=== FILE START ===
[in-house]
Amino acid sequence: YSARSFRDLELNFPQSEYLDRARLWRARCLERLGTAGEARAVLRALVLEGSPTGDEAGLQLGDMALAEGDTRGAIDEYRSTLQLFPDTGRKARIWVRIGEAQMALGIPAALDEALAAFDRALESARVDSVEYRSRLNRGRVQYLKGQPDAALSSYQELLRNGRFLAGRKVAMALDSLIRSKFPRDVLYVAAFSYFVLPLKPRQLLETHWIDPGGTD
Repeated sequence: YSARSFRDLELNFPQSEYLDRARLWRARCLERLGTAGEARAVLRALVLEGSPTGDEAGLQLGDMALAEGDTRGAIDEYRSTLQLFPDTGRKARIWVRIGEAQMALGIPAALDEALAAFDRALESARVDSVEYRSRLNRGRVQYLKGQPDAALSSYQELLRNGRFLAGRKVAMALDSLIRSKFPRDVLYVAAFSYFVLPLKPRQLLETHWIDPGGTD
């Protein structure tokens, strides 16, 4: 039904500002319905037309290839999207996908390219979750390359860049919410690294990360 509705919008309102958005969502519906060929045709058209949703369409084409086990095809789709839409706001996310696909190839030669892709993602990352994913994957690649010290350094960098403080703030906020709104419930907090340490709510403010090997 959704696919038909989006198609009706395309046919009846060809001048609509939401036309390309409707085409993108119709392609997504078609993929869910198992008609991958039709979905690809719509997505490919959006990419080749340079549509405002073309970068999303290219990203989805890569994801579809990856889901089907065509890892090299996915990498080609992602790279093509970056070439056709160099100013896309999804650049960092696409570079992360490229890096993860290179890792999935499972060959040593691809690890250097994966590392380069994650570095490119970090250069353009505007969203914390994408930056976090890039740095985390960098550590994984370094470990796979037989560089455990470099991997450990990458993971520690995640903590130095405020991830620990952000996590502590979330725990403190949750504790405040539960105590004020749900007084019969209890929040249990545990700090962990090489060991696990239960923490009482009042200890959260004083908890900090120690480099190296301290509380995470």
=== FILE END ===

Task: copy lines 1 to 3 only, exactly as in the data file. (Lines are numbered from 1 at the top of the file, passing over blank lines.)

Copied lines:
[in-house]
Amino acid sequence: YSARSFRDLELNFPQSEYLDRARLWRARCLERLGTAGEARAVLRALVLEGSPTGDEAGLQLGDMALAEGDTRGAIDEYRSTLQLFPDTGRKARIWVRIGEAQMALGIPAALDEALAAFDRALESARVDSVEYRSRLNRGRVQYLKGQPDAALSSYQELLRNGRFLAGRKVAMALDSLIRSKFPRDVLYVAAFSYFVLPLKPRQLLETHWIDPGGTD
Repeated sequence: YSARSFRDLELNFPQSEYLDRARLWRARCLERLGTAGEARAVLRALVLEGSPTGDEAGLQLGDMALAEGDTRGAIDEYRSTLQLFPDTGRKARIWVRIGEAQMALGIPAALDEALAAFDRALESARVDSVEYRSRLNRGRVQYLKGQPDAALSSYQELLRNGRFLAGRKVAMALDSLIRSKFPRDVLYVAAFSYFVLPLKPRQLLETHWIDPGGTD